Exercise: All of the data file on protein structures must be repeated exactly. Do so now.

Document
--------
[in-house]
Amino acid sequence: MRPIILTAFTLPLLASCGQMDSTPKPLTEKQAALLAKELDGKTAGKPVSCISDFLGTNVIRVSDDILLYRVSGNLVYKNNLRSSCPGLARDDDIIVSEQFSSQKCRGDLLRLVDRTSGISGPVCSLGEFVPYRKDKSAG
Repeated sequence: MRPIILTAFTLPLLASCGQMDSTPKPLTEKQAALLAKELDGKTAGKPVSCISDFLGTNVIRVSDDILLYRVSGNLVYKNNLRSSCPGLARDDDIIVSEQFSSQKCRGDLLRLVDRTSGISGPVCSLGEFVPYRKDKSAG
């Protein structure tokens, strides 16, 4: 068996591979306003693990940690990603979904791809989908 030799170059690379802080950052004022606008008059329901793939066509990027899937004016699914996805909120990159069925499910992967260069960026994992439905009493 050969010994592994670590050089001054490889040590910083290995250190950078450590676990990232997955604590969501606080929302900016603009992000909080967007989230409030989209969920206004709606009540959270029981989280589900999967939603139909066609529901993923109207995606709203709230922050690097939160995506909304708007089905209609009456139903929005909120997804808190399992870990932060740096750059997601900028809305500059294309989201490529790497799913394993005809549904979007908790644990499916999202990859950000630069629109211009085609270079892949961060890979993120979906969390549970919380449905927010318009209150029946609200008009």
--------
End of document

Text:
[in-house]
Amino acid sequence: MRPIILTAFTLPLLASCGQMDSTPKPLTEKQAALLAKELDGKTAGKPVSCISDFLGTNVIRVSDDILLYRVSGNLVYKNNLRSSCPGLARDDDIIVSEQFSSQKCRGDLLRLVDRTSGISGPVCSLGEFVPYRKDKSAG
Repeated sequence: MRPIILTAFTLPLLASCGQMDSTPKPLTEKQAALLAKELDGKTAGKPVSCISDFLGTNVIRVSDDILLYRVSGNLVYKNNLRSSCPGLARDDDIIVSEQFSSQKCRGDLLRLVDRTSGISGPVCSLGEFVPYRKDKSAG
């Protein structure tokens, strides 16, 4: 068996591979306003693990940690990603979904791809989908 030799170059690379802080950052004022606008008059329901793939066509990027899937004016699914996805909120990159069925499910992967260069960026994992439905009493 050969010994592994670590050089001054490889040590910083290995250190950078450590676990990232997955604590969501606080929302900016603009992000909080967007989230409030989209969920206004709606009540959270029981989280589900999967939603139909066609529901993923109207995606709203709230922050690097939160995506909304708007089905209609009456139903929005909120997804808190399992870990932060740096750059997601900028809305500059294309989201490529790497799913394993005809549904979007908790644990499916999202990859950000630069629109211009085609270079892949961060890979993120979906969390549970919380449905927010318009209150029946609200008009």